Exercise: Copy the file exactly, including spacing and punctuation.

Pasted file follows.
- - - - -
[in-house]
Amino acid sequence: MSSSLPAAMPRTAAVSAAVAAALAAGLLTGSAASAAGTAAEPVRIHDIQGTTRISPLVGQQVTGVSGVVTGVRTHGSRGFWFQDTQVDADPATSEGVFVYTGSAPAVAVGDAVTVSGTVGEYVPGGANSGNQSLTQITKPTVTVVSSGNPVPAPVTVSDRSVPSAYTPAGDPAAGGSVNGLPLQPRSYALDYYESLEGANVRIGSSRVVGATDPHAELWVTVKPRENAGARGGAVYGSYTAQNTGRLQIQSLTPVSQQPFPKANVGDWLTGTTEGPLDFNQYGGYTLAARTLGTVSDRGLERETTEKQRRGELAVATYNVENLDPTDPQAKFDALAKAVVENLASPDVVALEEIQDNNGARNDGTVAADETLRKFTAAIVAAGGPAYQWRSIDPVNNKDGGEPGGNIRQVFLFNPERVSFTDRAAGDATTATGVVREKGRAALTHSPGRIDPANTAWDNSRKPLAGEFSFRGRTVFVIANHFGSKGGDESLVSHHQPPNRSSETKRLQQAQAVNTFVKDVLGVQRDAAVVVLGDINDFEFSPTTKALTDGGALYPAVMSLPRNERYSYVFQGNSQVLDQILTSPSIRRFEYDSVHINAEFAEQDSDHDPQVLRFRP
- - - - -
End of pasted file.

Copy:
[in-house]
Amino acid sequence: MSSSLPAAMPRTAAVSAAVAAALAAGLLTGSAASAAGTAAEPVRIHDIQGTTRISPLVGQQVTGVSGVVTGVRTHGSRGFWFQDTQVDADPATSEGVFVYTGSAPAVAVGDAVTVSGTVGEYVPGGANSGNQSLTQITKPTVTVVSSGNPVPAPVTVSDRSVPSAYTPAGDPAAGGSVNGLPLQPRSYALDYYESLEGANVRIGSSRVVGATDPHAELWVTVKPRENAGARGGAVYGSYTAQNTGRLQIQSLTPVSQQPFPKANVGDWLTGTTEGPLDFNQYGGYTLAARTLGTVSDRGLERETTEKQRRGELAVATYNVENLDPTDPQAKFDALAKAVVENLASPDVVALEEIQDNNGARNDGTVAADETLRKFTAAIVAAGGPAYQWRSIDPVNNKDGGEPGGNIRQVFLFNPERVSFTDRAAGDATTATGVVREKGRAALTHSPGRIDPANTAWDNSRKPLAGEFSFRGRTVFVIANHFGSKGGDESLVSHHQPPNRSSETKRLQQAQAVNTFVKDVLGVQRDAAVVVLGDINDFEFSPTTKALTDGGALYPAVMSLPRNERYSYVFQGNSQVLDQILTSPSIRRFEYDSVHINAEFAEQDSDHDPQVLRFRP